WASHINGTON DC —
The South African government says former president Nelson Mandela is now in a critical condition.
In a statement Sunday evening, the office of President Jacob Zuma said the president visited Mr. Mandela at a Pretoria Hospital accompanied by the ruling African National Congress Deputy President, Cyril Ramaphosa.
“They were briefed by the medical team who informed them that the former president's condition had become critical over the past 24 hours,” read part of the statement.
It further said President Zuma and Mr. Ramaphosa also met with Mrs. Graca Machel at the hospital and discussed Mandela’s condition.
"The doctors are doing everything possible to get his condition to improve and are ensuring that Madiba (Mandela) is well-looked after and is comfortable. He is in good hands,” said President Zuma in the statement.
In the statement, Zuma also discussed the government's acknowledgement a day earlier that an ambulance carrying Mandela to the hospital two weeks ago had engine trouble, requiring the former president to be transferred to another ambulance for his journey to the hospital.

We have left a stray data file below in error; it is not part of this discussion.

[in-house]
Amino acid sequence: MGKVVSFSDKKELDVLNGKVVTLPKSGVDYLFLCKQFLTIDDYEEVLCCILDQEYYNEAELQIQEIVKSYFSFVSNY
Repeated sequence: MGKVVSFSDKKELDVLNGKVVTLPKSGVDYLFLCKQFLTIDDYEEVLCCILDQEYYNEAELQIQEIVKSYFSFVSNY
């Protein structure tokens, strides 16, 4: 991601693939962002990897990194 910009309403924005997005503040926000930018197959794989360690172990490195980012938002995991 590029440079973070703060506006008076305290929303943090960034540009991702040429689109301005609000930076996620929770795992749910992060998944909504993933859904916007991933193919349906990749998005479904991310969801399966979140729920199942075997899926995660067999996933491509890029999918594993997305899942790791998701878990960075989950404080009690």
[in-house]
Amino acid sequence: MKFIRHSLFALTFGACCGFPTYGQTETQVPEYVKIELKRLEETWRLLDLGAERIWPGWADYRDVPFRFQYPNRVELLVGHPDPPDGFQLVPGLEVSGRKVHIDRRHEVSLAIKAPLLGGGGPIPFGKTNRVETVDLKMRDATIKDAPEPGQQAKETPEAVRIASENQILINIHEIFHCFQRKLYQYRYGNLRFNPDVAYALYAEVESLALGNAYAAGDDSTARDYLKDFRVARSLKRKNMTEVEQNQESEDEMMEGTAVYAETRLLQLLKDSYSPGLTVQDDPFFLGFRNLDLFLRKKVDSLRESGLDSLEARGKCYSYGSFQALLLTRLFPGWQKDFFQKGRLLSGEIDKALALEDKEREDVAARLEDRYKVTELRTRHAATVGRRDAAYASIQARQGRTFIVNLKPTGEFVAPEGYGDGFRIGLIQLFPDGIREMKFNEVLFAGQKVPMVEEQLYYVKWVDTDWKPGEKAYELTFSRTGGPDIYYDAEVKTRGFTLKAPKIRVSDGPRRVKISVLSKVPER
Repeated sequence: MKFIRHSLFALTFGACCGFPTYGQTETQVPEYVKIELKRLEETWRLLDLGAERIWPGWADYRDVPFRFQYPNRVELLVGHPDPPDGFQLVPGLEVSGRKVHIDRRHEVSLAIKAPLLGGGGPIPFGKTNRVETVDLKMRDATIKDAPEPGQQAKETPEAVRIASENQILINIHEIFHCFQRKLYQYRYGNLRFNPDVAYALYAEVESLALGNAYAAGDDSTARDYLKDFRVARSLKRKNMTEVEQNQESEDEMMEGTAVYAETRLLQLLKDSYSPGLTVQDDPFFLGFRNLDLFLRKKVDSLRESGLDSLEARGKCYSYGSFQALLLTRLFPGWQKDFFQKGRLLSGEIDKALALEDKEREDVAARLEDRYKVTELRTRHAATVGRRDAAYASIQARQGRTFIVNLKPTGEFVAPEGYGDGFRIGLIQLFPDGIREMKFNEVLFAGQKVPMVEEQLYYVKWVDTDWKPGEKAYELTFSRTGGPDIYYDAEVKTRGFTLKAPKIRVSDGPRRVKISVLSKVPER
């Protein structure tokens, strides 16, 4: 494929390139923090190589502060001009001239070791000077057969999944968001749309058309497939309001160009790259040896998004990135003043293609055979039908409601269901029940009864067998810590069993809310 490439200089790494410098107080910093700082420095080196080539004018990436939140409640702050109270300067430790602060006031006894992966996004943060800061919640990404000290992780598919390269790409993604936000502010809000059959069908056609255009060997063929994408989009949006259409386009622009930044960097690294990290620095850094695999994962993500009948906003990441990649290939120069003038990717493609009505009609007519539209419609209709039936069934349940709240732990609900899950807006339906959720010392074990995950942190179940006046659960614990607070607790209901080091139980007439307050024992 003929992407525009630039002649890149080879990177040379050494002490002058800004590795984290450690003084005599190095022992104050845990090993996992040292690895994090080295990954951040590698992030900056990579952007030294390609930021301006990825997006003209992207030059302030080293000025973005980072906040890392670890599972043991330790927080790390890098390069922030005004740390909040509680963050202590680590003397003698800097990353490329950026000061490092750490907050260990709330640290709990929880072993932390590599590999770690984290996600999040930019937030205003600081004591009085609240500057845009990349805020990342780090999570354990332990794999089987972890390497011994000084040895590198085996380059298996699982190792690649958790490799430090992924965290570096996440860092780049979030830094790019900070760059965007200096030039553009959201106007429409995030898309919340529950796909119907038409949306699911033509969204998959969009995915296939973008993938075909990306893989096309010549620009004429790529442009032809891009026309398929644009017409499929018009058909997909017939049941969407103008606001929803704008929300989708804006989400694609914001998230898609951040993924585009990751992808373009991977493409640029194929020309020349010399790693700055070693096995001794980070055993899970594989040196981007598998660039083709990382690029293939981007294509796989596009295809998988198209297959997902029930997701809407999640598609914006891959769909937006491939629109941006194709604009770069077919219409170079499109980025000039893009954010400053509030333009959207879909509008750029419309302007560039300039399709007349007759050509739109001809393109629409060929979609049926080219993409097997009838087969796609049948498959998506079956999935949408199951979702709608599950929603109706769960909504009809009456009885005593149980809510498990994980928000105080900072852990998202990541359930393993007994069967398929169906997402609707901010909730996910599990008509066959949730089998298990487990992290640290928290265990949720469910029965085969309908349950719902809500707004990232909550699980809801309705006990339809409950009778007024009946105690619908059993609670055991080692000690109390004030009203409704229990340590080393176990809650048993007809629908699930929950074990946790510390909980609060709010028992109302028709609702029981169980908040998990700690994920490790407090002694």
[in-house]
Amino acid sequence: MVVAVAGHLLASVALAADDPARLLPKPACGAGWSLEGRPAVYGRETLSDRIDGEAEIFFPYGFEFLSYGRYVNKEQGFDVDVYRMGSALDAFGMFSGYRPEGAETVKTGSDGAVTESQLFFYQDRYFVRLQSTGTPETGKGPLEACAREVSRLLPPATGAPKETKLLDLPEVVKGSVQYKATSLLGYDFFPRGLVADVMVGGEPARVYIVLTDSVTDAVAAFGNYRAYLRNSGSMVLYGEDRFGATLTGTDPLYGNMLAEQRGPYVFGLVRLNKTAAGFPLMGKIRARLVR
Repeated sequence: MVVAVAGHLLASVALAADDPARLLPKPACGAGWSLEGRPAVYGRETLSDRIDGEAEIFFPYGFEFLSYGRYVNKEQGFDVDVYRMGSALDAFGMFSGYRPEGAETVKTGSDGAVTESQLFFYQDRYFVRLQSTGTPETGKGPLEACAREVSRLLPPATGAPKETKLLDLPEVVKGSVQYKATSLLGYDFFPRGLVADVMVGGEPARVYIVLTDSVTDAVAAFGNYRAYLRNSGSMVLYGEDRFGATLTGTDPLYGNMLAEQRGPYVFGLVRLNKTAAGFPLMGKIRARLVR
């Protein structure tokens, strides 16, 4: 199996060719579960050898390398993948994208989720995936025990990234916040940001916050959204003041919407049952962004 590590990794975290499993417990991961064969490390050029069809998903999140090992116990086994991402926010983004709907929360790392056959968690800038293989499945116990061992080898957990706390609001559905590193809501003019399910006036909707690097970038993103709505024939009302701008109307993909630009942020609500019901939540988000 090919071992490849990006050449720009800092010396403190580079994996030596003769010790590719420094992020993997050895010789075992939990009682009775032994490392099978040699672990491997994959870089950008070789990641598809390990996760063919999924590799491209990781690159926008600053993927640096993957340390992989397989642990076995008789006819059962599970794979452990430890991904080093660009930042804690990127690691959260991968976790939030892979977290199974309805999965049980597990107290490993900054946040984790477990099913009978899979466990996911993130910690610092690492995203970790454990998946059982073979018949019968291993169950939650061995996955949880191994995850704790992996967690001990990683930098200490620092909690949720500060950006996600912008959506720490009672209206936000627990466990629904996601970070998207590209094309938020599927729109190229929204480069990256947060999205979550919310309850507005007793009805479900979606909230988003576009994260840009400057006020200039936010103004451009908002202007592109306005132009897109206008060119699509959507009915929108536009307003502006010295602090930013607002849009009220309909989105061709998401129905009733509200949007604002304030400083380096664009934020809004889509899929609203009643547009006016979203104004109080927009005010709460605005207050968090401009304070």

The statement said President Zuma and Mr. Ramaphosa were assured by the doctors that when the ambulance transporting former President Mandela to hospital on June 8th
developed engine problems, all care was taken to ensure that his medical condition was not compromised.
"There were seven doctors in the convoy who were in full control of the situation throughout the period. He had expert medical care. The fully equipped military ICU ambulance had a full complement of specialist medical staff including intensive care specialists and ICU nurses. The doctors also dismissed the media reports that Madiba suffered cardiac arrest. There is no truth at all in that report," said President Zuma.
The statement further said President Zuma has “appealed to the nation and the world to pray for Madiba, the family and the medical team that is attending to him during this difficult time.”
Presidential spokesman Mac Maharaj was not responding to calls Sunday evening. This statement was posted on the website of the South African president and also the website of the respected Nelson Mandela Center of Memory. The Center which has close links with the state, promotes social justice, peace, human rights and democracy.
Mr. Mandela was jailed for 27 years under white racist rule and was released in 1990. He then played a leading role in steering the divided country from the apartheid era to democracy, becoming South Africa's first black president in all-race elections in 1994.
As a result of his sacrifice and peacemaking efforts, he is seen by many around the world as a symbol of reconciliation.
Open this link to view full statement posted on the presidential website. http://www.thepresidency.gov.za/pebble.asp?relid=15606